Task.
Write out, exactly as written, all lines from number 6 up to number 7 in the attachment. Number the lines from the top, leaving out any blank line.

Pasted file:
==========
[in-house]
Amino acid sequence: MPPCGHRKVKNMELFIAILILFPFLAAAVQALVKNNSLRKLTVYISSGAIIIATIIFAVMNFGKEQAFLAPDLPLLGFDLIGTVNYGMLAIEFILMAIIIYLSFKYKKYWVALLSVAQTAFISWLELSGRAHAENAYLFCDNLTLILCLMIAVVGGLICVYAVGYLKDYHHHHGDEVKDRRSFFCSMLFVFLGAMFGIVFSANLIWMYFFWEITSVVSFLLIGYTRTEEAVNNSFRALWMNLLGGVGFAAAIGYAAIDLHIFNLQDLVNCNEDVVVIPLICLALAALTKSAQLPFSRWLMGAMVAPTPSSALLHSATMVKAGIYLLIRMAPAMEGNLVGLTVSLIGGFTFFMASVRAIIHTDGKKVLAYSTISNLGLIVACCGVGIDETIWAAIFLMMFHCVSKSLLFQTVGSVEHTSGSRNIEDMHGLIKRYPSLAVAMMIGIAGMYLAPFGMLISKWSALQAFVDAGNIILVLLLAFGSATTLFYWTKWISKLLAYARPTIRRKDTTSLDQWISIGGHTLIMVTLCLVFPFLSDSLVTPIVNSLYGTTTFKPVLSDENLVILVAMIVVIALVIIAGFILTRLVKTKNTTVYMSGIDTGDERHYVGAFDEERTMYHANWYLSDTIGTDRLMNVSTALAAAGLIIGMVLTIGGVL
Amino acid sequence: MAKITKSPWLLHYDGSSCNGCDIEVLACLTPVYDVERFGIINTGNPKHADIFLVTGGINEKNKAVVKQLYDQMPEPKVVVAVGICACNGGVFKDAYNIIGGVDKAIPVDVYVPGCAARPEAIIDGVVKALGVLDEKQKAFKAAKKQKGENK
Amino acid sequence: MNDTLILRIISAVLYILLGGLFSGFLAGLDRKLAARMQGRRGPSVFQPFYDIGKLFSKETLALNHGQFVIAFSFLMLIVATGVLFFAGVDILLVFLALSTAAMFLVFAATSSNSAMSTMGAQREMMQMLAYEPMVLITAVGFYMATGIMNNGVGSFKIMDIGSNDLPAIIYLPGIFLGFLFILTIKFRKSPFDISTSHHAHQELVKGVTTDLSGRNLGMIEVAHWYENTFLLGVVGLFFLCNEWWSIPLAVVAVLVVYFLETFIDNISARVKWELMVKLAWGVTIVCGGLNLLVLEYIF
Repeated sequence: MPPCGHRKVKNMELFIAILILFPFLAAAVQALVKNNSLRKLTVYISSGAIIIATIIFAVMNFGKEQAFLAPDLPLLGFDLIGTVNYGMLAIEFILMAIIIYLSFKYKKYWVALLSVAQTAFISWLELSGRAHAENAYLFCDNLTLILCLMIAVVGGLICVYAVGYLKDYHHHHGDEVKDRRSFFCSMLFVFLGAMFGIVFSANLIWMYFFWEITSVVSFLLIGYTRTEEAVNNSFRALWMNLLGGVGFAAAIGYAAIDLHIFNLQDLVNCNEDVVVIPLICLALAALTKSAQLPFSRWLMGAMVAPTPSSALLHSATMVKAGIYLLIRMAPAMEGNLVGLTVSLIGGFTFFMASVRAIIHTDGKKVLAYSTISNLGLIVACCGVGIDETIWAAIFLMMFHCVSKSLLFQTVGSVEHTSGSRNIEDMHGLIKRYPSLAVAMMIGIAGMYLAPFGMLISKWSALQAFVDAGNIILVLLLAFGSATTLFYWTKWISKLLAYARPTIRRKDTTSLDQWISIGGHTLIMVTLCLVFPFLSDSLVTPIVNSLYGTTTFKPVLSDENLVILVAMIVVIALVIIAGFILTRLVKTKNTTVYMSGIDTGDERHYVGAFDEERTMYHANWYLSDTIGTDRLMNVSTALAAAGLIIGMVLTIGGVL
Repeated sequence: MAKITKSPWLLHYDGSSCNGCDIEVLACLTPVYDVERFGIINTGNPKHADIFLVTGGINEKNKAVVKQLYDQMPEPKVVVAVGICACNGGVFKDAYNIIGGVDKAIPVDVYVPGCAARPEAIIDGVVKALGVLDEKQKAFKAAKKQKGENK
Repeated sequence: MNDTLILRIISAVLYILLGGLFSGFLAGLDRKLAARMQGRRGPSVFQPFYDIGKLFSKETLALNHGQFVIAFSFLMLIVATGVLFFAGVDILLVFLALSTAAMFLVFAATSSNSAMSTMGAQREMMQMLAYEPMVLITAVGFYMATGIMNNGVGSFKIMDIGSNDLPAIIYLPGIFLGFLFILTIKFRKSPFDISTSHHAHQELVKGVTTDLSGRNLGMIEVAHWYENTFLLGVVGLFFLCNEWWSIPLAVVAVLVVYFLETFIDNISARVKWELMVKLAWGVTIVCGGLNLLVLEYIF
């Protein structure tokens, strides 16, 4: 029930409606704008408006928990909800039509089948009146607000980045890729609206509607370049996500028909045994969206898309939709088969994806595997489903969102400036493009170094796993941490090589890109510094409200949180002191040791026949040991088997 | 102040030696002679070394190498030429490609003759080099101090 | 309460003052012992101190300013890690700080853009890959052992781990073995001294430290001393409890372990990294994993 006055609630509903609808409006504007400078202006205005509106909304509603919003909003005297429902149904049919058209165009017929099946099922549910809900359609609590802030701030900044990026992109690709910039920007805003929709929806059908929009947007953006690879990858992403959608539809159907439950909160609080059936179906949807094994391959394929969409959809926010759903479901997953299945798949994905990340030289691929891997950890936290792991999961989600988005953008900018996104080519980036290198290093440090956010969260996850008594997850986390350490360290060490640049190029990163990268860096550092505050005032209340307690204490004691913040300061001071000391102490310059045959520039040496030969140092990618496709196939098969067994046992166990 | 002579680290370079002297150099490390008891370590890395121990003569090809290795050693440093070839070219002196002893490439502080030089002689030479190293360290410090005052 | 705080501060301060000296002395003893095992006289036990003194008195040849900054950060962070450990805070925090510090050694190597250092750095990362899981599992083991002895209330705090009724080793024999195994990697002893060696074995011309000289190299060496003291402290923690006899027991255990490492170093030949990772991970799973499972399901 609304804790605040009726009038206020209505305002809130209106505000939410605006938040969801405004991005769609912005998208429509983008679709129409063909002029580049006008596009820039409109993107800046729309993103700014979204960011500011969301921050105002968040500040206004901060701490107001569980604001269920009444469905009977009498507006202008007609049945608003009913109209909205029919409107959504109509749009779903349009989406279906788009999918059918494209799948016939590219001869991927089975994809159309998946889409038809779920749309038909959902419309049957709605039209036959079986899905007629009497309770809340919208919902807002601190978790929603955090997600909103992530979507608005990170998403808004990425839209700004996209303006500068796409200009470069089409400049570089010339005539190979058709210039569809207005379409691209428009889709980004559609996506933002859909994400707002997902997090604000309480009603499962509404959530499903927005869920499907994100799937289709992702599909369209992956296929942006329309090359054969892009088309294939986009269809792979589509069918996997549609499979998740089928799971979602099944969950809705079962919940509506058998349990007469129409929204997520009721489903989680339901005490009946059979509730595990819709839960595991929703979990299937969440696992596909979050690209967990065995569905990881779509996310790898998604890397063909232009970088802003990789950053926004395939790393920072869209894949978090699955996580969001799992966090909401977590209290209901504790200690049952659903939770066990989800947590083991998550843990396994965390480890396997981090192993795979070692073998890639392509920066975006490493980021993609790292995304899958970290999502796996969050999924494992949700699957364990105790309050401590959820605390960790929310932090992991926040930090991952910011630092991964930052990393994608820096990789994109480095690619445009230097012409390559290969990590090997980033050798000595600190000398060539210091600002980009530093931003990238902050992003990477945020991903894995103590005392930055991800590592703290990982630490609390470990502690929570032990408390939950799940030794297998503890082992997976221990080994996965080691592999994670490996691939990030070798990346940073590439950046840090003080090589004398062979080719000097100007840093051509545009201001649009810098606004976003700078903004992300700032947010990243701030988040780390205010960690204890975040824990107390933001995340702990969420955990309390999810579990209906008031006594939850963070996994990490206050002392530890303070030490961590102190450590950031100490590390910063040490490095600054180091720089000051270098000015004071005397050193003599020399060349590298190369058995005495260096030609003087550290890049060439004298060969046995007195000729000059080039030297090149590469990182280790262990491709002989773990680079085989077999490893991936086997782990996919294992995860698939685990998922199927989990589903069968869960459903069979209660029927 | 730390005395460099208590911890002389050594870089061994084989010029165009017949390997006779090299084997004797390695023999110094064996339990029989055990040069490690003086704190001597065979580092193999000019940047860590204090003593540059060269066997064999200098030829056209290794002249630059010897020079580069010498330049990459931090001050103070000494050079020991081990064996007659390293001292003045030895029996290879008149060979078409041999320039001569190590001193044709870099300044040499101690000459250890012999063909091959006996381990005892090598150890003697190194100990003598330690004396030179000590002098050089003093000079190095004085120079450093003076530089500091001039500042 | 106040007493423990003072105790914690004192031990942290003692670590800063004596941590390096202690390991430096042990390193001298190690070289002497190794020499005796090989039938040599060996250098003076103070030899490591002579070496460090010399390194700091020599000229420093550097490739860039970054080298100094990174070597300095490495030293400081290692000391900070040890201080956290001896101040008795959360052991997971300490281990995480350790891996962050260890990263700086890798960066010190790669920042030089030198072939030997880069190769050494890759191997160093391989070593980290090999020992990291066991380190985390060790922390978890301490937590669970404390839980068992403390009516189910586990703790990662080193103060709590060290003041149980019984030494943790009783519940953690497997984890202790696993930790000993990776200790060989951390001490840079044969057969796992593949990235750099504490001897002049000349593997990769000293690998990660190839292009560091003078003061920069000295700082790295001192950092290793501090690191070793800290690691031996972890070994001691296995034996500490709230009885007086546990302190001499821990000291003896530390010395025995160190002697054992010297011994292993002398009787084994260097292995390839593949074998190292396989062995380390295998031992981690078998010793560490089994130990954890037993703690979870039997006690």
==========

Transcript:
Repeated sequence: MAKITKSPWLLHYDGSSCNGCDIEVLACLTPVYDVERFGIINTGNPKHADIFLVTGGINEKNKAVVKQLYDQMPEPKVVVAVGICACNGGVFKDAYNIIGGVDKAIPVDVYVPGCAARPEAIIDGVVKALGVLDEKQKAFKAAKKQKGENK
Repeated sequence: MNDTLILRIISAVLYILLGGLFSGFLAGLDRKLAARMQGRRGPSVFQPFYDIGKLFSKETLALNHGQFVIAFSFLMLIVATGVLFFAGVDILLVFLALSTAAMFLVFAATSSNSAMSTMGAQREMMQMLAYEPMVLITAVGFYMATGIMNNGVGSFKIMDIGSNDLPAIIYLPGIFLGFLFILTIKFRKSPFDISTSHHAHQELVKGVTTDLSGRNLGMIEVAHWYENTFLLGVVGLFFLCNEWWSIPLAVVAVLVVYFLETFIDNISARVKWELMVKLAWGVTIVCGGLNLLVLEYIF